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Tomorrow I will be 2 weeks post op from a bioprosthetic aortic valve replacement done at Cleveland Clinic. I'm 44yo and prior to surgery was in good shape and asymptomatic. The velocities on echo just said it was time.

I was told at discharge to try and walk for at least 30-45 min/day, slowly building up duration and tolerance. Since I've been home for the past week I've been doing 3 walks each day (amongst walking around the house for things periodically throughout the day in between). Shortest duration 15 minutes, longest 25 minutes. Cumulative walking distance 2-3 miles/day. I tolerate the walks well at the time, and my heart rate drops appropriately with rest. I'm staying in sinus rhythm as far as I can tell. However, usually at the end of days around 5pm I start breathing a little harder and my throat can become dry and scratchy, wanting to cough more. By 8pm I'm usually exhausted and just want to lay on the couch and not talk until bed.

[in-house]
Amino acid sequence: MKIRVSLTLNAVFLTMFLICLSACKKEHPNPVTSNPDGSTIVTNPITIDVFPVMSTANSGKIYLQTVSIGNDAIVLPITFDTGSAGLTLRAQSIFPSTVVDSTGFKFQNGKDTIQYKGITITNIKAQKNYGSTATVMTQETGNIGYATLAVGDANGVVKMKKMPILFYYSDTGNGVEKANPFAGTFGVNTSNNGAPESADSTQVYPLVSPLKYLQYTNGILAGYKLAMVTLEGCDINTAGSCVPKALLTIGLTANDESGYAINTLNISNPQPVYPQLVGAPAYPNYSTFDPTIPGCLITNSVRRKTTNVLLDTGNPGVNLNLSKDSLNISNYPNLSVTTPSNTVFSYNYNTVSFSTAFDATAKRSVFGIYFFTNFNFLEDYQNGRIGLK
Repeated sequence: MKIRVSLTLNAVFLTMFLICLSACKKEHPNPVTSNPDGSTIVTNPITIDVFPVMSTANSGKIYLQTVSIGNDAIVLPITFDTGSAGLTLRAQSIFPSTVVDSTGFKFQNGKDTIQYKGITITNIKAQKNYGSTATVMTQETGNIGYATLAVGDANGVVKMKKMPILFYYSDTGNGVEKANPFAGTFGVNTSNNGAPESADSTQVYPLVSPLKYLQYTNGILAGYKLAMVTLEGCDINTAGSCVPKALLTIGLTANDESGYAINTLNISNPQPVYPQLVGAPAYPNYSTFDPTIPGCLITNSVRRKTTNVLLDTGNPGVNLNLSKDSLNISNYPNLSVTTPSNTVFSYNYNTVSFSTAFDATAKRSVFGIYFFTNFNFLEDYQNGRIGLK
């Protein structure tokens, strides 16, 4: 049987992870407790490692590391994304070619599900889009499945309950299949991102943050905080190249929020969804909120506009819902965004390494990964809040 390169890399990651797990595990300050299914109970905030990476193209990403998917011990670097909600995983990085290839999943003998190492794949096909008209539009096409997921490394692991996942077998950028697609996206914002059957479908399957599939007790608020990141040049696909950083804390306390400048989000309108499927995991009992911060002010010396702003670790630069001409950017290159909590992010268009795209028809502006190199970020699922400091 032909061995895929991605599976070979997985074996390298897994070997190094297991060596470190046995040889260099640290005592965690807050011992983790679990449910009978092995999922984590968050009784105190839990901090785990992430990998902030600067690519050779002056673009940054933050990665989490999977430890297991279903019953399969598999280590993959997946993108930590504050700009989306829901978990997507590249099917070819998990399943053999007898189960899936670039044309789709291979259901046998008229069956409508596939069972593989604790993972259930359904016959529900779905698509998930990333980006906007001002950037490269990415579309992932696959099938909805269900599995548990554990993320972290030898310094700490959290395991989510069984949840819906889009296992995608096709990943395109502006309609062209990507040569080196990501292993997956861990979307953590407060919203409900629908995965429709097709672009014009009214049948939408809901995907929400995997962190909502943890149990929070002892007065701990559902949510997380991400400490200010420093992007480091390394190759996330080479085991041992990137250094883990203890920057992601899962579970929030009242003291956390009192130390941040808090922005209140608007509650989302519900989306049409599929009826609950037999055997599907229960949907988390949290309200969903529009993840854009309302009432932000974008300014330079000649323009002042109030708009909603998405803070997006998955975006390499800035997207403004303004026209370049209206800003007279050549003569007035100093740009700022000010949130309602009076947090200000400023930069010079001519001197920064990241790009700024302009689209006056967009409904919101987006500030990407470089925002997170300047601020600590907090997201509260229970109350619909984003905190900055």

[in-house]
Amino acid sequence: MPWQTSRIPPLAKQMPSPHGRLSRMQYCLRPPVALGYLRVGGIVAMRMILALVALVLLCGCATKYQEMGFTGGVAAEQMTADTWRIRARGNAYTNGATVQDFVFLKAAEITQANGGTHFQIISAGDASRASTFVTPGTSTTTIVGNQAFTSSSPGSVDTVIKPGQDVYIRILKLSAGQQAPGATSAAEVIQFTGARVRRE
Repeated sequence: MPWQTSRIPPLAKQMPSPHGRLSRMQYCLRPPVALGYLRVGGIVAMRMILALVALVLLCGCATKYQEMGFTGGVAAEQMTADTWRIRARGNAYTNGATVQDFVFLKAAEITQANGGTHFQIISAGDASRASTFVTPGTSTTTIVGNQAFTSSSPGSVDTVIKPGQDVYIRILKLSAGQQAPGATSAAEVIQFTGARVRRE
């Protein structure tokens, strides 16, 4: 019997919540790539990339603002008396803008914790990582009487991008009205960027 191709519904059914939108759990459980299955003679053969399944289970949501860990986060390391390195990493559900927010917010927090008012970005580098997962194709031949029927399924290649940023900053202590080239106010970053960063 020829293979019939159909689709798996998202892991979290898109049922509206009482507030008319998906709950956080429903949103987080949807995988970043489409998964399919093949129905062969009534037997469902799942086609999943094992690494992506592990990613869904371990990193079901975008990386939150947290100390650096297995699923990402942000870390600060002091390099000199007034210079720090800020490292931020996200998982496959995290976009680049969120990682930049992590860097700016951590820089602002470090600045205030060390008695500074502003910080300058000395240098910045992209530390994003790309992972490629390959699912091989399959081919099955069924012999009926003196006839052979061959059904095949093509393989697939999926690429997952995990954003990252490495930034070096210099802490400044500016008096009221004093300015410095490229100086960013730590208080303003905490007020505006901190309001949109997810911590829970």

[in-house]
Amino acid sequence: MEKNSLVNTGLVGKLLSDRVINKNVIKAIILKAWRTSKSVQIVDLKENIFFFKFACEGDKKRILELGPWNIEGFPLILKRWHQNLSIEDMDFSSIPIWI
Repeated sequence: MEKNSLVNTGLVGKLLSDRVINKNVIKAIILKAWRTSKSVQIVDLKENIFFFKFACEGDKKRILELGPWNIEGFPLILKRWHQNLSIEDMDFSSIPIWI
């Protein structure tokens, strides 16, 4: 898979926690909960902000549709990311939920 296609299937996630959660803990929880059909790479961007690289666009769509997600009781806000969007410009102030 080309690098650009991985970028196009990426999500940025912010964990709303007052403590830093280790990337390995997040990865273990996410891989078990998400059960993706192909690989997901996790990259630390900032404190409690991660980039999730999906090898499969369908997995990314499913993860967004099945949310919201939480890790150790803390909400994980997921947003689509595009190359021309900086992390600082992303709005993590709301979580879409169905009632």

My primary question for everyone is did you feel more fatigued/SOB at the end of days at the 2 week post op period? I'm wondering if I'm trying to do to much too fast. Or if this is a normal part of the healing process and getting stamina back?

My secondary question for everyone is how long did it take post op before you felt like you could do your normal daily activities from wake to sleep with full stamina without feeling fatigued or SOB? (This is excluding any intentional cardiovascular exercise or activities that increase your heart rate for a sustained duration. I understand that aspect will take significantly longer to come back fully.)

Thanks in advance!
My primary question for everyone is did you feel more fatigued/SOB at the end of days at the 2 week post op period? I'm wondering if I'm trying to do to much too fast. Or if this is a normal part of the healing process and getting stamina back? Totally normal, nothing to worry about. Sounds to me like you are doing good. I would take a late morning and late afternoon nap.